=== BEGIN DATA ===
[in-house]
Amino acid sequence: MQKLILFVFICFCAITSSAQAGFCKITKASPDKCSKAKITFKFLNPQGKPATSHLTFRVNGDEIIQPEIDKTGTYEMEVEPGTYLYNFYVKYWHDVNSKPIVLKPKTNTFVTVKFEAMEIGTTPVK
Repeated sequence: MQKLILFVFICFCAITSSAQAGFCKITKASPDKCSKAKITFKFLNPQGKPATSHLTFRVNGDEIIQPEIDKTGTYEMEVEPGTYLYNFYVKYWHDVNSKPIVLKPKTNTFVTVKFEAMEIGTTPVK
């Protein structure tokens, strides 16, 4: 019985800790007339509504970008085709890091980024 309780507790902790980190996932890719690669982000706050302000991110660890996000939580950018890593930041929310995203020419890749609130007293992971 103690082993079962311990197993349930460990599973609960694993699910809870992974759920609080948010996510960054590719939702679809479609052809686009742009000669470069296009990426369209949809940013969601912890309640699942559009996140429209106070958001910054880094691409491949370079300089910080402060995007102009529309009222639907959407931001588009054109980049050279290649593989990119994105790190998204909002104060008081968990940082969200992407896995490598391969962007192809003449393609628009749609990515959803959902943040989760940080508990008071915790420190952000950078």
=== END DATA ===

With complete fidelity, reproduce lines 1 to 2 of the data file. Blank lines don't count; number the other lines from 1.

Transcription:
[in-house]
Amino acid sequence: MQKLILFVFICFCAITSSAQAGFCKITKASPDKCSKAKITFKFLNPQGKPATSHLTFRVNGDEIIQPEIDKTGTYEMEVEPGTYLYNFYVKYWHDVNSKPIVLKPKTNTFVTVKFEAMEIGTTPVK